Jeramey Jannene
Eyes on Milwaukee

Should City Preserve Industrial Properties Near 11th and Bruce?

Study will look at land-use options for preserving century-old industrial district.

By - Jul 7th, 2022 03:36 pm
913-919 W. Bruce St. Photo by Jeramey Jannene.

913-919 W. Bruce St. Photo by Jeramey Jannene.

An oft-overlooked section of Walker’s Point will be subject to a new land-use plan from the Department of City Development.

The area in question — largely comprised of a cluster of century-old industrial buildings — is bounded by Interstate 43/94 (9th) and S. Cesar E. Chavez Dr. (16th) and the Menomonee River and W. National Ave. Many of the buildings are located along W. Bruce St. or W. Pierce St.

“Do you envision an ultimate transition to mixed use?” asked Alderman Robert Bauman at the Zoning, Neighborhoods & Development Committee meeting Wednesday.

“I think in short, no,” said DCD planner Monica Wauck Smith.

Development to the east in Walker’s Point has resulted in a number of industrial buildings finding new uses as commercial or residential properties, or being demolished. DCD and the council have largely supported that transition, and in many cases the zoning code is set up to enable that transition. For example, New Land Enterprises proposed to demolish a long-time industrial building and replace it with a new apartment along S. 5th St. It needs a variance because of design aspects of the new building, not because of the change in use.

But to the west of the High Rise Bridge, the city is expected to attempt to hold to its industrial heritage.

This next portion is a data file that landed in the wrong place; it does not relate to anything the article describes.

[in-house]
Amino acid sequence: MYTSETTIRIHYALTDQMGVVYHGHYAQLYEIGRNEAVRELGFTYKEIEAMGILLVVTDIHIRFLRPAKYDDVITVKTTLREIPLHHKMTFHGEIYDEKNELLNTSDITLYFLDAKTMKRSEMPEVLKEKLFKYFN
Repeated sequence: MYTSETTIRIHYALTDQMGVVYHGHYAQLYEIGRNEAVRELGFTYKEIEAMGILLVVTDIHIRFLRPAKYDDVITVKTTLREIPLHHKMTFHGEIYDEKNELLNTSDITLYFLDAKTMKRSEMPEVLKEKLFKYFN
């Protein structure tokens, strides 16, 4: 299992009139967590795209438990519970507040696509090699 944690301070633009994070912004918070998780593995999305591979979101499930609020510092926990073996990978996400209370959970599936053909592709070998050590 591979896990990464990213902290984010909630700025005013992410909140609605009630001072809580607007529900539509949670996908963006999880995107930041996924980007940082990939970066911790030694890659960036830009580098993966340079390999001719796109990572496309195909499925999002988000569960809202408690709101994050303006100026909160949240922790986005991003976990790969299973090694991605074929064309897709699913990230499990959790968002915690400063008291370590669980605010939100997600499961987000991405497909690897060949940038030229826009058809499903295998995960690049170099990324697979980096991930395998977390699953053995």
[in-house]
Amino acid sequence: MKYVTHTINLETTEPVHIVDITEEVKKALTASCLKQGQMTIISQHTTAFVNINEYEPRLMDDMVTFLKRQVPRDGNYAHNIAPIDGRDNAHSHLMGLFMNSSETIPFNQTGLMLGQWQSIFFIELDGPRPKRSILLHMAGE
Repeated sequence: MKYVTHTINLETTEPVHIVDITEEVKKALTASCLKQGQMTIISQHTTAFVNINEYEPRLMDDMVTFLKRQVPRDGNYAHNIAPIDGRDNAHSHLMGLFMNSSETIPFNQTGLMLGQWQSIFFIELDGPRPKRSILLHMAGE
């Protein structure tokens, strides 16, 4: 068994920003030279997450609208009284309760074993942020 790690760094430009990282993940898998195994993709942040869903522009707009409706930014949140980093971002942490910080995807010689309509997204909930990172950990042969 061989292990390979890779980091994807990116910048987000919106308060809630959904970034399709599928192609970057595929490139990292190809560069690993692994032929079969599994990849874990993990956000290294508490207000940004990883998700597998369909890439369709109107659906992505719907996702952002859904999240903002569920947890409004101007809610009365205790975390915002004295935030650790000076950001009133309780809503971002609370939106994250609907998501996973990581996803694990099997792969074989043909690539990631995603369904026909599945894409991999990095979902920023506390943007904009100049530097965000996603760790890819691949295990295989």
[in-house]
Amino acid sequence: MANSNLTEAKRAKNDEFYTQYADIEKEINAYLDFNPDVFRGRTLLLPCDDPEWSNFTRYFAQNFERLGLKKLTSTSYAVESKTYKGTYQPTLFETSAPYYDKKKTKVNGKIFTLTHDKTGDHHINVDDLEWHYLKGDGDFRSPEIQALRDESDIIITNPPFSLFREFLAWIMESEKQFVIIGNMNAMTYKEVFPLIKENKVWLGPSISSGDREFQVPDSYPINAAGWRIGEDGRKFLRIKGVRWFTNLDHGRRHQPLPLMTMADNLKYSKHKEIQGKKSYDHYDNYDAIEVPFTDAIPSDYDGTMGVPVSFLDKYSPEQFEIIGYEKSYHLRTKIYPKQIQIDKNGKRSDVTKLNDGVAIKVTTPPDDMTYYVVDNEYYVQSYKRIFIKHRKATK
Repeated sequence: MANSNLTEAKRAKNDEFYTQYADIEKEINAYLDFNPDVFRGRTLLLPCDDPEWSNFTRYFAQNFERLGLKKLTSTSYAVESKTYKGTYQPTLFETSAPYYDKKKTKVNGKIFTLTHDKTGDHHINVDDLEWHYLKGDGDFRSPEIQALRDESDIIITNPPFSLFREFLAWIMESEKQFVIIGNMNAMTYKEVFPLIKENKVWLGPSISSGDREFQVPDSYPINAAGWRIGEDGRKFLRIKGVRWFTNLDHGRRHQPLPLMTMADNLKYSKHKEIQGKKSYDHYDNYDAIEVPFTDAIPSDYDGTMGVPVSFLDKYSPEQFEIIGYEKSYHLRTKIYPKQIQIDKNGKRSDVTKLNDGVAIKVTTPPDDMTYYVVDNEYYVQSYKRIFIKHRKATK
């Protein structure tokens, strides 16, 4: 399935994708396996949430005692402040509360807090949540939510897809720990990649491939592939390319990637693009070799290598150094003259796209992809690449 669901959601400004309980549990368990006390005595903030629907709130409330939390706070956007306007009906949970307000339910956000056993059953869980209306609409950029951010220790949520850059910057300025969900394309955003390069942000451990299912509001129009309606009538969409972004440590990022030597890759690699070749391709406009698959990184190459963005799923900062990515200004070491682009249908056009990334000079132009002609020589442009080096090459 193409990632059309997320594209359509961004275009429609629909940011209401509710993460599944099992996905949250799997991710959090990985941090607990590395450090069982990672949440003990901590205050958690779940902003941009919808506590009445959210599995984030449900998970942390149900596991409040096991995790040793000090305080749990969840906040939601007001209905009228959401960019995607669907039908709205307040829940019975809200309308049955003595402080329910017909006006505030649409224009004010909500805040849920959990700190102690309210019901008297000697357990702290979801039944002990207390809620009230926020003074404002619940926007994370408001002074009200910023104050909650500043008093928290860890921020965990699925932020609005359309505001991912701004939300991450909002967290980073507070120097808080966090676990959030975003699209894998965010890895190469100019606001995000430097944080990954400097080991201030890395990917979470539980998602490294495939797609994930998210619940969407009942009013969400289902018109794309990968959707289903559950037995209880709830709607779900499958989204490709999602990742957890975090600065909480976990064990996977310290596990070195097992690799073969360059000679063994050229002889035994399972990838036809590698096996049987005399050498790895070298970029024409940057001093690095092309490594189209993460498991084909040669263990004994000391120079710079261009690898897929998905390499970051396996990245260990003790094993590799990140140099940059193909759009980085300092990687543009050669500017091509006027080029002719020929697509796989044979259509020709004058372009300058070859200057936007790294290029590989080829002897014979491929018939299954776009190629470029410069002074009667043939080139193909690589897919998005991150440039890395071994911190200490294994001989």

“The purpose of this district plan will be to build off of the recently-completed industrial land use analysis,” said Wauck Smith. The report identified that industrial-zoned property makes up just 3% of the land in Milwaukee, but it houses 20% of the jobs and 18% of the private sector wages.

The area is currently viewed as an extension of the Menomonee Valley, so much so that it is included within the borders of the Menomonee Valley Partners business improvement district. The organization will fund half of the study costs. The city will contribute $12,500 to the $25,000 effort.

And while it’s largely industrial today, the underlying zoning isn’t quite that clear.

“Currently, that area’s kind of a hodge podge of different industrial zoning districts,” Wauck Smith said.

The study could recommend changing the zoning on a number of properties to encourage (or prohibit) future uses.

The committee unanimously endorsed allocating the funding towards the study, but not before reviewing one proposal already in the pipeline for the district.

SUR Natural Health Brands, makers of the ZYN line of turmeric-infused beverages, is proposing to redevelop the 32,508-square-foot, three-story building at 913-939 W. Bruce St.

The company uses a co-packer to make its products, sold in more than 7,000 stores, but needs the facility for its warehousing and office functions.

The firm, according to cofounder Qasim Khan, has six marketing employees and would have between five to 10 marketing employees “in the near term.”